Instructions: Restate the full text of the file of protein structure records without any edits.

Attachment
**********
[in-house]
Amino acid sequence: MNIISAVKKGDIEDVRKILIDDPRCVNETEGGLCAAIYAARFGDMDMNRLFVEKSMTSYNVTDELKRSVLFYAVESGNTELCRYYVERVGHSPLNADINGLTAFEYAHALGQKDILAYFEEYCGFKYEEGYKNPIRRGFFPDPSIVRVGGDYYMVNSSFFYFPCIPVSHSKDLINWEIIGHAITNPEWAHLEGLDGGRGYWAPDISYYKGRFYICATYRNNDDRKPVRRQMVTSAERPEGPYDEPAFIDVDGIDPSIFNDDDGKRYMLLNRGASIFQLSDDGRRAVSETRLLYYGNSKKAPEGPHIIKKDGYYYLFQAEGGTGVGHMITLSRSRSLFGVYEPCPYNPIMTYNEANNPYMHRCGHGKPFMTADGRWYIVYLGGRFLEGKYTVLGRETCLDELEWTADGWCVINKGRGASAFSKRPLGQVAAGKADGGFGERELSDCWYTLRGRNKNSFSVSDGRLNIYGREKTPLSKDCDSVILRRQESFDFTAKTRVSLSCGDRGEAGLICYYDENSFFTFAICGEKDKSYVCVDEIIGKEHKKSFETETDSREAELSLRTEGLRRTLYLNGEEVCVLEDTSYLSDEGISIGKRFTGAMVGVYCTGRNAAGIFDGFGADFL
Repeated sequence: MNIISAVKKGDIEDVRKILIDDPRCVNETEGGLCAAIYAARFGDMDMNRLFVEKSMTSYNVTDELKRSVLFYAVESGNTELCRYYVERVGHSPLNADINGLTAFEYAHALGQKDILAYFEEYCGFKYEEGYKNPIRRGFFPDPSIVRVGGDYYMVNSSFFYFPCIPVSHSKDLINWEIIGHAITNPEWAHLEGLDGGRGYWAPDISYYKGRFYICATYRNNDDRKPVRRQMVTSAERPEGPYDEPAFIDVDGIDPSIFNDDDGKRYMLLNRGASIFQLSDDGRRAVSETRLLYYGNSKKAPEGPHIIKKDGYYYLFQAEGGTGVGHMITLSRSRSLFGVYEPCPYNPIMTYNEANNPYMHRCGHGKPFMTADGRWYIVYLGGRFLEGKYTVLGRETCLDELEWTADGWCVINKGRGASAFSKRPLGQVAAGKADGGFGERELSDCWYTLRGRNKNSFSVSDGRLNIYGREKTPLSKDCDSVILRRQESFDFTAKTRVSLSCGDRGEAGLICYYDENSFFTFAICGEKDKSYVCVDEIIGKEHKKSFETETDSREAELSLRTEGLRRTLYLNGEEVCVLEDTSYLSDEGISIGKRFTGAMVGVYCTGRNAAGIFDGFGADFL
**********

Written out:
[in-house]
Amino acid sequence: MNIISAVKKGDIEDVRKILIDDPRCVNETEGGLCAAIYAARFGDMDMNRLFVEKSMTSYNVTDELKRSVLFYAVESGNTELCRYYVERVGHSPLNADINGLTAFEYAHALGQKDILAYFEEYCGFKYEEGYKNPIRRGFFPDPSIVRVGGDYYMVNSSFFYFPCIPVSHSKDLINWEIIGHAITNPEWAHLEGLDGGRGYWAPDISYYKGRFYICATYRNNDDRKPVRRQMVTSAERPEGPYDEPAFIDVDGIDPSIFNDDDGKRYMLLNRGASIFQLSDDGRRAVSETRLLYYGNSKKAPEGPHIIKKDGYYYLFQAEGGTGVGHMITLSRSRSLFGVYEPCPYNPIMTYNEANNPYMHRCGHGKPFMTADGRWYIVYLGGRFLEGKYTVLGRETCLDELEWTADGWCVINKGRGASAFSKRPLGQVAAGKADGGFGERELSDCWYTLRGRNKNSFSVSDGRLNIYGREKTPLSKDCDSVILRRQESFDFTAKTRVSLSCGDRGEAGLICYYDENSFFTFAICGEKDKSYVCVDEIIGKEHKKSFETETDSREAELSLRTEGLRRTLYLNGEEVCVLEDTSYLSDEGISIGKRFTGAMVGVYCTGRNAAGIFDGFGADFL
Repeated sequence: MNIISAVKKGDIEDVRKILIDDPRCVNETEGGLCAAIYAARFGDMDMNRLFVEKSMTSYNVTDELKRSVLFYAVESGNTELCRYYVERVGHSPLNADINGLTAFEYAHALGQKDILAYFEEYCGFKYEEGYKNPIRRGFFPDPSIVRVGGDYYMVNSSFFYFPCIPVSHSKDLINWEIIGHAITNPEWAHLEGLDGGRGYWAPDISYYKGRFYICATYRNNDDRKPVRRQMVTSAERPEGPYDEPAFIDVDGIDPSIFNDDDGKRYMLLNRGASIFQLSDDGRRAVSETRLLYYGNSKKAPEGPHIIKKDGYYYLFQAEGGTGVGHMITLSRSRSLFGVYEPCPYNPIMTYNEANNPYMHRCGHGKPFMTADGRWYIVYLGGRFLEGKYTVLGRETCLDELEWTADGWCVINKGRGASAFSKRPLGQVAAGKADGGFGERELSDCWYTLRGRNKNSFSVSDGRLNIYGREKTPLSKDCDSVILRRQESFDFTAKTRVSLSCGDRGEAGLICYYDENSFFTFAICGEKDKSYVCVDEIIGKEHKKSFETETDSREAELSLRTEGLRRTLYLNGEEVCVLEDTSYLSDEGISIGKRFTGAMVGVYCTGRNAAGIFDGFGADFL